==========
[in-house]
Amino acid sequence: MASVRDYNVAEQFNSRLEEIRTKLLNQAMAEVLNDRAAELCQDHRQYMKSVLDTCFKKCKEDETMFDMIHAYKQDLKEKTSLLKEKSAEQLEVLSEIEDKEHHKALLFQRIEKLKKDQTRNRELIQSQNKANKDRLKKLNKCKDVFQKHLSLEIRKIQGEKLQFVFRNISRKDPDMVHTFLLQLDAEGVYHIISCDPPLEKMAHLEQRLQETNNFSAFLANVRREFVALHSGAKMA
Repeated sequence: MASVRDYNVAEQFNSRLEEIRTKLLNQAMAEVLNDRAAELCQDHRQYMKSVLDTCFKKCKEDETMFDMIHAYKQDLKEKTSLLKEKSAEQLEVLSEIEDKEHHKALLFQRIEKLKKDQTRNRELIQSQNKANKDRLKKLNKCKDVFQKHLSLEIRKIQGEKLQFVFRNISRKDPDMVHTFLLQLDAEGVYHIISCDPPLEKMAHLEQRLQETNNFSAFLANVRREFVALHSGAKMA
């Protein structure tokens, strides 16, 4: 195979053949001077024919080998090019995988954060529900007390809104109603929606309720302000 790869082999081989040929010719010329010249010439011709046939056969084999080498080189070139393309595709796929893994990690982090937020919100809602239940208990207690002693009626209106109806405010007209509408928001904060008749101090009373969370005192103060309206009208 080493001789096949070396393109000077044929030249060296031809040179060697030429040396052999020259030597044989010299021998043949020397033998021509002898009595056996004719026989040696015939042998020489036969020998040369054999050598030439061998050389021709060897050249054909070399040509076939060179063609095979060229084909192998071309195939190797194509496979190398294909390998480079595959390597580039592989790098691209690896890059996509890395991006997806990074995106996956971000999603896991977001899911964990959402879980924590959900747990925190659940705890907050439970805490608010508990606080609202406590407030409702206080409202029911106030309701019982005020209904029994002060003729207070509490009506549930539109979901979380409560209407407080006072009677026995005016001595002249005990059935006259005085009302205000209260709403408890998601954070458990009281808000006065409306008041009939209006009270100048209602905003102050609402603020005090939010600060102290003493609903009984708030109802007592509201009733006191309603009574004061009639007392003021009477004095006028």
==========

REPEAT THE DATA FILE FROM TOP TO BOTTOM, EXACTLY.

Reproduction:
[in-house]
Amino acid sequence: MASVRDYNVAEQFNSRLEEIRTKLLNQAMAEVLNDRAAELCQDHRQYMKSVLDTCFKKCKEDETMFDMIHAYKQDLKEKTSLLKEKSAEQLEVLSEIEDKEHHKALLFQRIEKLKKDQTRNRELIQSQNKANKDRLKKLNKCKDVFQKHLSLEIRKIQGEKLQFVFRNISRKDPDMVHTFLLQLDAEGVYHIISCDPPLEKMAHLEQRLQETNNFSAFLANVRREFVALHSGAKMA
Repeated sequence: MASVRDYNVAEQFNSRLEEIRTKLLNQAMAEVLNDRAAELCQDHRQYMKSVLDTCFKKCKEDETMFDMIHAYKQDLKEKTSLLKEKSAEQLEVLSEIEDKEHHKALLFQRIEKLKKDQTRNRELIQSQNKANKDRLKKLNKCKDVFQKHLSLEIRKIQGEKLQFVFRNISRKDPDMVHTFLLQLDAEGVYHIISCDPPLEKMAHLEQRLQETNNFSAFLANVRREFVALHSGAKMA
């Protein structure tokens, strides 16, 4: 195979053949001077024919080998090019995988954060529900007390809104109603929606309720302000 790869082999081989040929010719010329010249010439011709046939056969084999080498080189070139393309595709796929893994990690982090937020919100809602239940208990207690002693009626209106109806405010007209509408928001904060008749101090009373969370005192103060309206009208 080493001789096949070396393109000077044929030249060296031809040179060697030429040396052999020259030597044989010299021998043949020397033998021509002898009595056996004719026989040696015939042998020489036969020998040369054999050598030439061998050389021709060897050249054909070399040509076939060179063609095979060229084909192998071309195939190797194509496979190398294909390998480079595959390597580039592989790098691209690896890059996509890395991006997806990074995106996956971000999603896991977001899911964990959402879980924590959900747990925190659940705890907050439970805490608010508990606080609202406590407030409702206080409202029911106030309701019982005020209904029994002060003729207070509490009506549930539109979901979380409560209407407080006072009677026995005016001595002249005990059935006259005085009302205000209260709403408890998601954070458990009281808000006065409306008041009939209006009270100048209602905003102050609402603020005090939010600060102290003493609903009984708030109802007592509201009733006191309603009574004061009639007392003021009477004095006028």